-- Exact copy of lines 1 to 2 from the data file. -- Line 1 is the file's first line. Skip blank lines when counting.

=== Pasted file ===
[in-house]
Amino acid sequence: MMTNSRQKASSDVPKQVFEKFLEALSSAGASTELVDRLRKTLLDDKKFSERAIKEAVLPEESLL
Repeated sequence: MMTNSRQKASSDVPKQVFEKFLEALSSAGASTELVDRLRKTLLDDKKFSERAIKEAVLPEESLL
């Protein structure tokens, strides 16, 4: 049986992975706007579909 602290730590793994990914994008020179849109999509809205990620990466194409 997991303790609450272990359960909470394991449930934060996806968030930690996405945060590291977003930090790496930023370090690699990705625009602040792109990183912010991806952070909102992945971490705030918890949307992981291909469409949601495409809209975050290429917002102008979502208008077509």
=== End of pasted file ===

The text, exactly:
[in-house]
Amino acid sequence: MMTNSRQKASSDVPKQVFEKFLEALSSAGASTELVDRLRKTLLDDKKFSERAIKEAVLPEESLL